MariaDB database backup and restore

Kolla Ansible can facilitate either full or incremental backups of data hosted in MariaDB. It achieves this using Mariabackup, a tool designed to allow for ‘hot backups’ - an approach which means that consistent backups can be taken without any downtime for your database or your cloud.


By default, backups will be performed on the first node in your Galera cluster or on the MariaDB node itself if you just have the one. Backup files are saved to a dedicated Docker volume - mariadb_backup - and it’s the contents of this that you should target for transferring backups elsewhere.

Enabling Backup Functionality

For backups to work, some reconfiguration of MariaDB is required - this is to enable appropriate permissions for the backup client, and also to create an additional database in order to store backup information.

Firstly, enable backups via globals.yml:

enable_mariabackup: "yes"

Then, kick off a reconfiguration of MariaDB:

kolla-ansible -i INVENTORY reconfigure -t mariadb

Once that has run successfully, you should then be able to take full and incremental backups as described below.

Backup Procedure

To perform a full backup, run the following command:

kolla-ansible -i INVENTORY mariadb_backup

Or to perform an incremental backup:

kolla-ansible -i INVENTORY mariadb_backup --incremental

Kolla doesn’t currently manage the scheduling of these backups, so you’ll need to configure an appropriate scheduler (i.e cron) to run these commands on your behalf should you require regular snapshots of your data. A suggested schedule would be:

  • Daily full, retained for two weeks

  • Hourly incremental, retained for one day

Backups are performed on your behalf on the designated database node using permissions defined during the configuration step; no password is required to invoke these commands.

Furthermore, backup actions can be triggered from a node with a minimal installation of Kolla Ansible, specifically one which doesn’t require a copy of passwords.yml. This is of note if you’re looking to implement automated backups scheduled via a cron job.

Restoring backups

Owing to the way in which Mariabackup performs hot backups, there are some steps that must be performed in order to prepare your data before it can be copied into place for use by MariaDB. This process is currently manual, but the Kolla Mariabackup image includes the tooling necessary to successfully prepare backups. Two examples are given below.


For a full backup, start a new container using the Mariabackup image with the following options on the first database node:

docker run --rm -it --volumes-from mariadb --name dbrestore \
   --volume mariadb_backup:/backup \ \
(dbrestore) $ cd /backup
(dbrestore) $ rm -rf /backup/restore
(dbrestore) $ mkdir -p /backup/restore/full
(dbrestore) $ gunzip mysqlbackup-04-10-2018.qp.xbc.xbs.gz
(dbrestore) $ mbstream -x -C /backup/restore/full/ < mysqlbackup-04-10-2018.qp.xbc.xbs
(dbrestore) $ mariabackup --prepare --target-dir /backup/restore/full

Stop the MariaDB instance on all nodes:

kolla-ansible -i multinode stop -t mariadb --yes-i-really-really-mean-it

Delete the old data files (or move them elsewhere), and copy the backup into place, again on the first node:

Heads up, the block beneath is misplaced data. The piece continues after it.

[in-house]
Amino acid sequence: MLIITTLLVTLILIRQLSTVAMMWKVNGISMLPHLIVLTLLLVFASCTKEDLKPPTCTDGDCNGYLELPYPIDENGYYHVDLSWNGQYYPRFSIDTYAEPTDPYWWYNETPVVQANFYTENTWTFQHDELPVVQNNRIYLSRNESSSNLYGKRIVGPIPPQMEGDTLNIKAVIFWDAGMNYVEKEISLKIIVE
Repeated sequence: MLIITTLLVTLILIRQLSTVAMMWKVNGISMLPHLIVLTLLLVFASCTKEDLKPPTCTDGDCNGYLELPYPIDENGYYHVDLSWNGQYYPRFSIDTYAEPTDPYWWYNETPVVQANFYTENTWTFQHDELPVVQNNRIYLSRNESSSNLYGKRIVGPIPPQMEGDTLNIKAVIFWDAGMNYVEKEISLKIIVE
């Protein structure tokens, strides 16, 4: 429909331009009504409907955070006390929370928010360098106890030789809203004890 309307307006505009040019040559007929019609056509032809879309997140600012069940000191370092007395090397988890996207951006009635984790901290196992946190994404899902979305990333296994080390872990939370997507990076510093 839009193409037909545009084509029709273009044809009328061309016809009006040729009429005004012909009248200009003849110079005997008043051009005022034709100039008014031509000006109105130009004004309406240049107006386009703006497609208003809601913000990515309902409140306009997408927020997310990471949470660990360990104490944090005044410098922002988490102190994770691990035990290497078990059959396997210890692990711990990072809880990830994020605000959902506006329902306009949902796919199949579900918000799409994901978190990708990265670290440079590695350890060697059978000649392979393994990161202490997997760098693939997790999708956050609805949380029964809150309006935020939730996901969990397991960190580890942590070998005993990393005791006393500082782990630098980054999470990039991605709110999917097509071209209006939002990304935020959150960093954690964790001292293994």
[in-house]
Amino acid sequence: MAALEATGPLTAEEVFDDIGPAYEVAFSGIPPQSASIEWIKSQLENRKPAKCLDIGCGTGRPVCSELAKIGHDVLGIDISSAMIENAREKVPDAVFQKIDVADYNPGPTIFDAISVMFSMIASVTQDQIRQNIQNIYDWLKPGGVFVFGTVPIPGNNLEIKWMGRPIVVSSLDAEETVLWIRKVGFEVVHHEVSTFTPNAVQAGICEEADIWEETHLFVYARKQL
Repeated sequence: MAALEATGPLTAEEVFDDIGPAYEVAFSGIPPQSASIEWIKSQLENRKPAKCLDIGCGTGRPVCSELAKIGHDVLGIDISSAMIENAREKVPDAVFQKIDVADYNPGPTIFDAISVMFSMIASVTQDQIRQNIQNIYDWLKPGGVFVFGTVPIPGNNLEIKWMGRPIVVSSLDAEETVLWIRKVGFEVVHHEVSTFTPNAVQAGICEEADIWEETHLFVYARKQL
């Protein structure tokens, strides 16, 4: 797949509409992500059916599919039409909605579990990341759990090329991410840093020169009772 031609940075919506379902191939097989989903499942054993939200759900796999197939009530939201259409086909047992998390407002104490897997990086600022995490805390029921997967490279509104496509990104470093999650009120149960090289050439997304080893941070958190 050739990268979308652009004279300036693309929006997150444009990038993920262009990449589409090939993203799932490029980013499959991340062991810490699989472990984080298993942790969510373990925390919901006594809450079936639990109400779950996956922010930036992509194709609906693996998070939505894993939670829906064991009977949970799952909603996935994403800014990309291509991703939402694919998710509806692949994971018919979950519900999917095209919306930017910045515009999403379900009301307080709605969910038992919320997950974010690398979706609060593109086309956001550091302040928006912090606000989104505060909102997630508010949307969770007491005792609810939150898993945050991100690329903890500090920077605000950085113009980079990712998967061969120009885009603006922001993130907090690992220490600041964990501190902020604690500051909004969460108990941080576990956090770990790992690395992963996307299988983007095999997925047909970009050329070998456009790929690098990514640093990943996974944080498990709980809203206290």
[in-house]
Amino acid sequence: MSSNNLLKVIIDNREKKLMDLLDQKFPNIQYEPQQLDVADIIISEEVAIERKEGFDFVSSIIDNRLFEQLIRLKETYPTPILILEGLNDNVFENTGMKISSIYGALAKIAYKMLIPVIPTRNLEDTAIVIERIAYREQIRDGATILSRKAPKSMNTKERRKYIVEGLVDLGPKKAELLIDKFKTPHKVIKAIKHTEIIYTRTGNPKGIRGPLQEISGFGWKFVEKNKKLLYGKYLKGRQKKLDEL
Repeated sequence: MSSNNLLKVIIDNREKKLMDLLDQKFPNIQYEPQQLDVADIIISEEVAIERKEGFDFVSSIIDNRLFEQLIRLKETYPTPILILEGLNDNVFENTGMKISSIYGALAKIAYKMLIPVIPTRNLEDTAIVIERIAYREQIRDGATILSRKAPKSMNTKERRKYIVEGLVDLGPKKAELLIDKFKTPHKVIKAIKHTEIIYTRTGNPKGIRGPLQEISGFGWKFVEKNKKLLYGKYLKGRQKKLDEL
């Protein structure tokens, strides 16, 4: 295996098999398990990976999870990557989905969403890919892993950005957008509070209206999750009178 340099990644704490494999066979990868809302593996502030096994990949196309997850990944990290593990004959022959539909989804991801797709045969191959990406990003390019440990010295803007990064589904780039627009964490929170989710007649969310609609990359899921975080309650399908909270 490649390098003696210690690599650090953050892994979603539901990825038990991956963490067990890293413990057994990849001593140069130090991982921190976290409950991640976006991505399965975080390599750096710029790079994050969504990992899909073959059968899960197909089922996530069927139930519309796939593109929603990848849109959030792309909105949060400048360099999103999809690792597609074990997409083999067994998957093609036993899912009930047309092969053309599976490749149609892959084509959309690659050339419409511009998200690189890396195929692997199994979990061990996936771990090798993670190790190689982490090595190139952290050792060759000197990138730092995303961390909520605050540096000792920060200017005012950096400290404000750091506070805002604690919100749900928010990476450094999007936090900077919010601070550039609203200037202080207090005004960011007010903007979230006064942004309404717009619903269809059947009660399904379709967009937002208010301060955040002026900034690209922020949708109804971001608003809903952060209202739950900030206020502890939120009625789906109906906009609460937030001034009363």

docker run --rm -it --volumes-from mariadb --name dbrestore \
   --volume mariadb_backup:/backup \ \
(dbrestore) $ rm -rf /var/lib/mysql/*
(dbrestore) $ rm -rf /var/lib/mysql/\.[^\.]*
(dbrestore) $ mariabackup --copy-back --target-dir /backup/restore/full

Then you can restart MariaDB with the restored data in place.

For single node deployments:

docker start mariadb
docker logs mariadb
81004 15:48:27 mysqld_safe WSREP: Running position recovery with --log_error='/var/lib/mysql//wsrep_recovery.BDTAm8' --pid-file='/var/lib/mysql//'
181004 15:48:30 mysqld_safe WSREP: Recovered position 9388319e-c7bd-11e8-b2ce-6e9ec70d9926:58

For multinode deployment restores, a MariaDB recovery role should be run, pointing to the first node of the cluster:

kolla-ansible -i multinode mariadb_recovery -e mariadb_recover_inventory_name=controller1

The above procedure is valid also for a disaster recovery scenario. In such case, first copy MariaDB backup file from the external source into mariadb_backup volume on the first node of the cluster. From there, use the same steps as mentioned in the procedure above.


This starts off similar to the full backup restore procedure above, but we must apply the logs from the incremental backups first of all before doing the final preparation required prior to restore. In the example below, I have a full backup - mysqlbackup-06-11-2018-1541505206.qp.xbc.xbs, and an incremental backup, incremental-11-mysqlbackup-06-11-2018-1541505223.qp.xbc.xbs.

docker run --rm -it --volumes-from mariadb --name dbrestore \
   --volume mariadb_backup:/backup --tmpfs /backup/restore \ \
(dbrestore) $ cd /backup
(dbrestore) $ rm -rf /backup/restore
(dbrestore) $ mkdir -p /backup/restore/full
(dbrestore) $ mkdir -p /backup/restore/inc
(dbrestore) $ gunzip mysqlbackup-06-11-2018-1541505206.qp.xbc.xbs.gz
(dbrestore) $ gunzip incremental-11-mysqlbackup-06-11-2018-1541505223.qp.xbc.xbs.gz
(dbrestore) $ mbstream -x -C /backup/restore/full/ < mysqlbackup-06-11-2018-1541505206.qp.xbc.xbs
(dbrestore) $ mbstream -x -C /backup/restore/inc < incremental-11-mysqlbackup-06-11-2018-1541505223.qp.xbc.xbs
(dbrestore) $ mariabackup --prepare --target-dir /backup/restore/full
(dbrestore) $ mariabackup --prepare --incremental-dir=/backup/restore/inc --target-dir /backup/restore/full

At this point the backup is prepared and ready to be copied back into place, as per the previous example.